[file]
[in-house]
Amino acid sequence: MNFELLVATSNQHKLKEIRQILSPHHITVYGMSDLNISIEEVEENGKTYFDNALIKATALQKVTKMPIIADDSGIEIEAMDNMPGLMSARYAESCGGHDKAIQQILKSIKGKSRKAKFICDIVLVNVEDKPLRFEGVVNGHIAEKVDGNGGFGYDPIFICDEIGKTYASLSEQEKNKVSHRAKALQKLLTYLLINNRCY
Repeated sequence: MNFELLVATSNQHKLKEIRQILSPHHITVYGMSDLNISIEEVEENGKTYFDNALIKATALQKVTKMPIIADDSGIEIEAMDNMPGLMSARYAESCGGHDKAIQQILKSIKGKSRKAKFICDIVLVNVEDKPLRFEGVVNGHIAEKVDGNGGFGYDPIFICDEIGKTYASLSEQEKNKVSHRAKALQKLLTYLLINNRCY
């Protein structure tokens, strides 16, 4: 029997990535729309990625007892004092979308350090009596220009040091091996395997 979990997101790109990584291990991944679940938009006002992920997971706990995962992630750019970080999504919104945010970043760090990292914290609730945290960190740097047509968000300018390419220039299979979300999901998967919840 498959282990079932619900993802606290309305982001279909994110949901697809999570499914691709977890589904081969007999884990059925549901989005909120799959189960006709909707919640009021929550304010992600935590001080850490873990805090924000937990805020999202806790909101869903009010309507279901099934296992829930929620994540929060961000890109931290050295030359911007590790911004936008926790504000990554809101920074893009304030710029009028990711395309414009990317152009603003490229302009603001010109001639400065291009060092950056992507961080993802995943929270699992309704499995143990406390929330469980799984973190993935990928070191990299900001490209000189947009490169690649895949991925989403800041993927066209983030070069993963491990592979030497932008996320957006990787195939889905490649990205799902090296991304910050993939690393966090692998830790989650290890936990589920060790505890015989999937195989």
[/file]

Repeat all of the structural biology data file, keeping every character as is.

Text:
[in-house]
Amino acid sequence: MNFELLVATSNQHKLKEIRQILSPHHITVYGMSDLNISIEEVEENGKTYFDNALIKATALQKVTKMPIIADDSGIEIEAMDNMPGLMSARYAESCGGHDKAIQQILKSIKGKSRKAKFICDIVLVNVEDKPLRFEGVVNGHIAEKVDGNGGFGYDPIFICDEIGKTYASLSEQEKNKVSHRAKALQKLLTYLLINNRCY
Repeated sequence: MNFELLVATSNQHKLKEIRQILSPHHITVYGMSDLNISIEEVEENGKTYFDNALIKATALQKVTKMPIIADDSGIEIEAMDNMPGLMSARYAESCGGHDKAIQQILKSIKGKSRKAKFICDIVLVNVEDKPLRFEGVVNGHIAEKVDGNGGFGYDPIFICDEIGKTYASLSEQEKNKVSHRAKALQKLLTYLLINNRCY
């Protein structure tokens, strides 16, 4: 029997990535729309990625007892004092979308350090009596220009040091091996395997 979990997101790109990584291990991944679940938009006002992920997971706990995962992630750019970080999504919104945010970043760090990292914290609730945290960190740097047509968000300018390419220039299979979300999901998967919840 498959282990079932619900993802606290309305982001279909994110949901697809999570499914691709977890589904081969007999884990059925549901989005909120799959189960006709909707919640009021929550304010992600935590001080850490873990805090924000937990805020999202806790909101869903009010309507279901099934296992829930929620994540929060961000890109931290050295030359911007590790911004936008926790504000990554809101920074893009304030710029009028990711395309414009990317152009603003490229302009603001010109001639400065291009060092950056992507961080993802995943929270699992309704499995143990406390929330469980799984973190993935990928070191990299900001490209000189947009490169690649895949991925989403800041993927066209983030070069993963491990592979030497932008996320957006990787195939889905490649990205799902090296991304910050993939690393966090692998830790989650290890936990589920060790505890015989999937195989």